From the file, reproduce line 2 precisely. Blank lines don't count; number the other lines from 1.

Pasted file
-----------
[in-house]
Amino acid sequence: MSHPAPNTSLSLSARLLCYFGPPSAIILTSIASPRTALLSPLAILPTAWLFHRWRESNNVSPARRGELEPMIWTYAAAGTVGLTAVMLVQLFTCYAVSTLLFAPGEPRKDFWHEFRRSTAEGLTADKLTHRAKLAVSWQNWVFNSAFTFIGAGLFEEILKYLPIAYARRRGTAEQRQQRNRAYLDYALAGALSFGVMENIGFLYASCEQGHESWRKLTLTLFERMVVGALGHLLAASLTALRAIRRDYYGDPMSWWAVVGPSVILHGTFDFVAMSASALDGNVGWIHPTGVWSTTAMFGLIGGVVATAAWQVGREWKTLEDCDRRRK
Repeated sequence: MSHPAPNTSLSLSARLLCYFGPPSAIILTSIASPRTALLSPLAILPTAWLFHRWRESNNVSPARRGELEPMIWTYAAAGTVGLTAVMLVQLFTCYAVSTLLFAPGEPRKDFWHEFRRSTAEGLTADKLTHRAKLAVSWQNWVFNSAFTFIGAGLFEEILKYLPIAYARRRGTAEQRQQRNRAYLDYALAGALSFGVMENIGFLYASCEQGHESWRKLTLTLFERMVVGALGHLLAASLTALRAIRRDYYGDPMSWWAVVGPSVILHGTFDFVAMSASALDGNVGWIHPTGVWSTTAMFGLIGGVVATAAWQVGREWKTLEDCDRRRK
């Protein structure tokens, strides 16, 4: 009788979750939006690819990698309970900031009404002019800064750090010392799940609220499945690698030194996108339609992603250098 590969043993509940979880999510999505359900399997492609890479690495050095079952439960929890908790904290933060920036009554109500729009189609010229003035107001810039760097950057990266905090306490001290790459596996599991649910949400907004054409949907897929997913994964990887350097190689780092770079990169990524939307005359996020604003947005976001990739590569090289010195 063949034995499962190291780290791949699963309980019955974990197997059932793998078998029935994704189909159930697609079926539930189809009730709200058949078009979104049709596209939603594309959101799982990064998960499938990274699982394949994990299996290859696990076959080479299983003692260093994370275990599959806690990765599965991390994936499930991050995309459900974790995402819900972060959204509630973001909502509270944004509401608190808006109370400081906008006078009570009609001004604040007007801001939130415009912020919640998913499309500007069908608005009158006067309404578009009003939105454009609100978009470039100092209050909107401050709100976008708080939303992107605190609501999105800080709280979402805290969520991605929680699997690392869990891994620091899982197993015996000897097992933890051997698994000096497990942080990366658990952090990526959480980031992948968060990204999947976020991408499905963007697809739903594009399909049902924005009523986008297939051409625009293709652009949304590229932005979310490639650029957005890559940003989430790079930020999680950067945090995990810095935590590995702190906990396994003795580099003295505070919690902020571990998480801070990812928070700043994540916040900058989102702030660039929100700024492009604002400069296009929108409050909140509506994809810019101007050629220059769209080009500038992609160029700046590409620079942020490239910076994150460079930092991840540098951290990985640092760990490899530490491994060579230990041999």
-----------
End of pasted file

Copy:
Amino acid sequence: MSHPAPNTSLSLSARLLCYFGPPSAIILTSIASPRTALLSPLAILPTAWLFHRWRESNNVSPARRGELEPMIWTYAAAGTVGLTAVMLVQLFTCYAVSTLLFAPGEPRKDFWHEFRRSTAEGLTADKLTHRAKLAVSWQNWVFNSAFTFIGAGLFEEILKYLPIAYARRRGTAEQRQQRNRAYLDYALAGALSFGVMENIGFLYASCEQGHESWRKLTLTLFERMVVGALGHLLAASLTALRAIRRDYYGDPMSWWAVVGPSVILHGTFDFVAMSASALDGNVGWIHPTGVWSTTAMFGLIGGVVATAAWQVGREWKTLEDCDRRRK